Founded by Prussian/German immigrants in 1842, Lobethal was an important local wool processing centre up until the early 1990's and at one stage even had its own cricket bat factory. Lobethal was also one of the South Australian German towns that had recieved a name change during the First World War, temporarily becoming Tweedvale in honour of it's primary industry. However it was in 1952 that the town started to became known for something very different, it's annual Christmas light display. Since that time thousands have flocked to the picturesque township to grab themselves a glittering slice of Christmas and witness the largest community Christmas light display in the Southern Hemisphere.
For the last few years my family and I have made the pilgrimage up to Lobethal to be there when the lights go on. Our yearly ritual is to arrive well before dark and to enjoy tea at one of the local hotels. This year we enjoyed a wonderful meal at The Lobethal Hotel before heading off to the Centenial Hall which hosts the annual Christmas markets. The main street was now beginning to fill up with people from all walks of life from around Adelaide. Makeshift stalls were set up outside house fronts, selling glow sticks and knock off light sabres to passing revellers. As is our custom, we grabbed one for each of our children so they too could become part of the light show.
Soon we arrived at the classic art deco style Centenial Hall to investigate this years markets. As we browsed through the tables laden with local handy crafts, novelties and confectionary, we chatted to the stall holders, many familiar from previous years. Soon the pocket money was starting to burn a hole in my children's pockets and they were thrilled to find bags of chocolate reindeer poop and reindeer noses (in reality just repackaged choc-malt balls, but who'll let the truth get in the way of a good gimmick). Eventually we made our way past all the jewellery, homemade ties and beautiful country cooking, to find the stairs that led to the jolly old elf himself. However this year as we moved to join the cue, my kids indicated that they were either too cool or too terrified to sit on Santa's knee. After a bit more browsing we moved to the main street to find that the sun is beginning to set and the Christmas lights had started to go on. Buildings, previously unremarkable, suddenly popped out of the street scape, exploding with colour, fake icicles and neon reindeers.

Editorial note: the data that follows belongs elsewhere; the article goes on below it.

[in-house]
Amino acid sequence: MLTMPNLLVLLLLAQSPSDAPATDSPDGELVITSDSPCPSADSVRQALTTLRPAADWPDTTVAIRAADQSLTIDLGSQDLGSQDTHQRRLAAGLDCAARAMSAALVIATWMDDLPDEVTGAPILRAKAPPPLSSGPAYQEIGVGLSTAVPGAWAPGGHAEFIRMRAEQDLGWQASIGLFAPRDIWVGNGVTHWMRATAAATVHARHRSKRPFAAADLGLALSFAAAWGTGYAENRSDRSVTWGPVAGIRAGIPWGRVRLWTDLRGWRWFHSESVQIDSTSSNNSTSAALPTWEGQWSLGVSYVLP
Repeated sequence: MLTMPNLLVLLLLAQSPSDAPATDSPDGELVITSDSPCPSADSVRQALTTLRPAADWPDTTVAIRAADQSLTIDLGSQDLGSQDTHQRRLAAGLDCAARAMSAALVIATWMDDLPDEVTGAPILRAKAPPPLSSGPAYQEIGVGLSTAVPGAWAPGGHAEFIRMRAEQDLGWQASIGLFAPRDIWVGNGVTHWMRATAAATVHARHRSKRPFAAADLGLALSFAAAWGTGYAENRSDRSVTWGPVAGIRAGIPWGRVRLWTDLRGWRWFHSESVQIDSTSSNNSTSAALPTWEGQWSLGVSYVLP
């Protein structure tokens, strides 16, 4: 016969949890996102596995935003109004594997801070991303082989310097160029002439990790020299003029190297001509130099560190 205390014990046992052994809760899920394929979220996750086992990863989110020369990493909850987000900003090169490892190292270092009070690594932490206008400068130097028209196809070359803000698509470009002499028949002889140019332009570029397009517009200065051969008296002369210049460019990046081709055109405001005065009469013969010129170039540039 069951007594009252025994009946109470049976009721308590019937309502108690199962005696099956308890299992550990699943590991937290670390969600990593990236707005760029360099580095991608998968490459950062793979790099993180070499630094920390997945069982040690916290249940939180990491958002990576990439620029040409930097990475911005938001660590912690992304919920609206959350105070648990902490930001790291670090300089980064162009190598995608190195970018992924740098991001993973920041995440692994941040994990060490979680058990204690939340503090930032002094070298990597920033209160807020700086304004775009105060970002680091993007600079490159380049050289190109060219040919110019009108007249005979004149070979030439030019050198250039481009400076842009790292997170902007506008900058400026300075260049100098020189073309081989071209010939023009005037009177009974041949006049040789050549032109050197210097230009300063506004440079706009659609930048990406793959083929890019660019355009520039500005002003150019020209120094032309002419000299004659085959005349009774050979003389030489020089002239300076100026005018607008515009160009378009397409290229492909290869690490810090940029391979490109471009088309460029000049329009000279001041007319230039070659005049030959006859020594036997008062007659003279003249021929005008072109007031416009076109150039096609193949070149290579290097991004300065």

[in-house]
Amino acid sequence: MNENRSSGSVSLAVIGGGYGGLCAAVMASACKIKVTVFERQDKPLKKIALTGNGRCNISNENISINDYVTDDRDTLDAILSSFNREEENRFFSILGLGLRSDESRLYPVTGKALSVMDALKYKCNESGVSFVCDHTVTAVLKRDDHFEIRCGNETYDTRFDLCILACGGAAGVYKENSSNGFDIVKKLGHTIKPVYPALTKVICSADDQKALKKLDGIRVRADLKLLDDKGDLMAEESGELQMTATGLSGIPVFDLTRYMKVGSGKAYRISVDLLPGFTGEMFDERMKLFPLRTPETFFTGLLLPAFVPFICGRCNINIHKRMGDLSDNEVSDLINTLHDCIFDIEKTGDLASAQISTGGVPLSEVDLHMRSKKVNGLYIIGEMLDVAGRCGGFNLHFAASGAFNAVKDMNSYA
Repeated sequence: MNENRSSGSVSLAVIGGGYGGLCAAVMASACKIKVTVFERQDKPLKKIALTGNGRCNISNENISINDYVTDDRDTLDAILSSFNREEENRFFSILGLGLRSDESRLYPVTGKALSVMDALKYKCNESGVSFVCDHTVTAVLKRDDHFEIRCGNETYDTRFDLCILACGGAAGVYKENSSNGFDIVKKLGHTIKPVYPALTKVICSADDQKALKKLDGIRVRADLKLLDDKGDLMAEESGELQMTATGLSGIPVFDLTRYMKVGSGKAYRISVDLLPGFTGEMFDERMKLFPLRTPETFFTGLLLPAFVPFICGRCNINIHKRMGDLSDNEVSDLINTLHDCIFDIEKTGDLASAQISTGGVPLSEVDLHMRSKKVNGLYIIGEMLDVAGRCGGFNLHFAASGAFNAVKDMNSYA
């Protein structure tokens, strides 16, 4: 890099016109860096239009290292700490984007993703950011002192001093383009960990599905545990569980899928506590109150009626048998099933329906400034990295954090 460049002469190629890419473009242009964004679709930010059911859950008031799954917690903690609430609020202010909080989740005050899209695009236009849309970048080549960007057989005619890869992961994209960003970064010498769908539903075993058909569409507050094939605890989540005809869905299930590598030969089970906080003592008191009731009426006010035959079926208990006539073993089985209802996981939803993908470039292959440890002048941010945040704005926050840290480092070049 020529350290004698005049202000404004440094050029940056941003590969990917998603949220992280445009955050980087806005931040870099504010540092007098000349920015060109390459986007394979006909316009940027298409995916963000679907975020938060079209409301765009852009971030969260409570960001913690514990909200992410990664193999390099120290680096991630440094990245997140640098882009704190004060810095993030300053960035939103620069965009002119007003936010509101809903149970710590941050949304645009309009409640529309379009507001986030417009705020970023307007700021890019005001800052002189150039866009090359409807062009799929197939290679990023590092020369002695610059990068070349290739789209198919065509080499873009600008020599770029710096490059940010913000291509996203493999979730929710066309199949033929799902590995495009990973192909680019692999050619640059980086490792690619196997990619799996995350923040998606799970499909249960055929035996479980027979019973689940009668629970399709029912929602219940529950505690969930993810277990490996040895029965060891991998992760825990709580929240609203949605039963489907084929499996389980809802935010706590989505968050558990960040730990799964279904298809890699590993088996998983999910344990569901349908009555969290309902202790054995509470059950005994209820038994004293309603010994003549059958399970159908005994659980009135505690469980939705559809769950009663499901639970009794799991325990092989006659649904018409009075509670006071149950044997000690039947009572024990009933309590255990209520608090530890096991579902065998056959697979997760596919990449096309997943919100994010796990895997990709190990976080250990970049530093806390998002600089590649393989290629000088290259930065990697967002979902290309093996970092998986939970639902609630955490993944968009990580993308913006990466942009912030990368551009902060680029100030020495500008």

The crowds had continued to increase when we came to the visual highlight of the evening, the fireworks display. With a take away coffee and glow sticks in hand, we headed for our usual spot beneath the pine trees that lined the edge of the oval. With the sun finally setting, we began to get a full view of the Christmas lights in the streets nearby, and very soon the ones that started to explode through the night sky in a rainbow of colours.
If the fireworks were the visual highlight, then the Living Nativity Scene, complete with donkeys, camels and sheep, was the spiritual centre piece of the proceedings. All ways with standing room only, this annual presentation by the local Lutheran Church commmunity capped off the evenings proceedings. With this pride of place, the Nativity Scene demonstrated that the Lobethal Lights is not just about Father Christmas and faux snow in the summer heat. It is primarily the celebration of the birth of the King of Kings, the man who sought to reconcile humanity to God and to one another. This is what I love about the Lobethal lights. Rather than a commercial venture designed to part us from our hard earned dollars, here we have a community that comes together to present the wider populous with a unique Christmas Gift. It is a present that combines both the cultural festivities and trimmings of the Christmas season with its true spiritual core, the birth of Jesus of Nazareth. Long may the Lobethal light up at Christmas.